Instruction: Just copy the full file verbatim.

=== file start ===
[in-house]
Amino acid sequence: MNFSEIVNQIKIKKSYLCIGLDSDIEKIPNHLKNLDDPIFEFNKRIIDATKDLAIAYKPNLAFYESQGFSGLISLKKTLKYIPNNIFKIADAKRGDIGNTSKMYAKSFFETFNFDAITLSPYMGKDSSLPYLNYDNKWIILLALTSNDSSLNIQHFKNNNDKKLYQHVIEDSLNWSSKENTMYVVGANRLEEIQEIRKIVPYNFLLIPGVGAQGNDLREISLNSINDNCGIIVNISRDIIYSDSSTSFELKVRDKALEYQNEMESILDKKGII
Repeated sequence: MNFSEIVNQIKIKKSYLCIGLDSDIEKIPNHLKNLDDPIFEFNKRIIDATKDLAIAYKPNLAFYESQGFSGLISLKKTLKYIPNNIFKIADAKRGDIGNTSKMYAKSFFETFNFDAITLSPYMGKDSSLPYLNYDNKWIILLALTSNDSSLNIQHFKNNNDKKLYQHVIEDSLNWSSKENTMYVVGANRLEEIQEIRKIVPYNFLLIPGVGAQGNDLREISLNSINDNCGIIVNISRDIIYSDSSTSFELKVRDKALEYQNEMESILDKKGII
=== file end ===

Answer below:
[in-house]
Amino acid sequence: MNFSEIVNQIKIKKSYLCIGLDSDIEKIPNHLKNLDDPIFEFNKRIIDATKDLAIAYKPNLAFYESQGFSGLISLKKTLKYIPNNIFKIADAKRGDIGNTSKMYAKSFFETFNFDAITLSPYMGKDSSLPYLNYDNKWIILLALTSNDSSLNIQHFKNNNDKKLYQHVIEDSLNWSSKENTMYVVGANRLEEIQEIRKIVPYNFLLIPGVGAQGNDLREISLNSINDNCGIIVNISRDIIYSDSSTSFELKVRDKALEYQNEMESILDKKGII
Repeated sequence: MNFSEIVNQIKIKKSYLCIGLDSDIEKIPNHLKNLDDPIFEFNKRIIDATKDLAIAYKPNLAFYESQGFSGLISLKKTLKYIPNNIFKIADAKRGDIGNTSKMYAKSFFETFNFDAITLSPYMGKDSSLPYLNYDNKWIILLALTSNDSSLNIQHFKNNNDKKLYQHVIEDSLNWSSKENTMYVVGANRLEEIQEIRKIVPYNFLLIPGVGAQGNDLREISLNSINDNCGIIVNISRDIIYSDSSTSFELKVRDKALEYQNEMESILDKKGII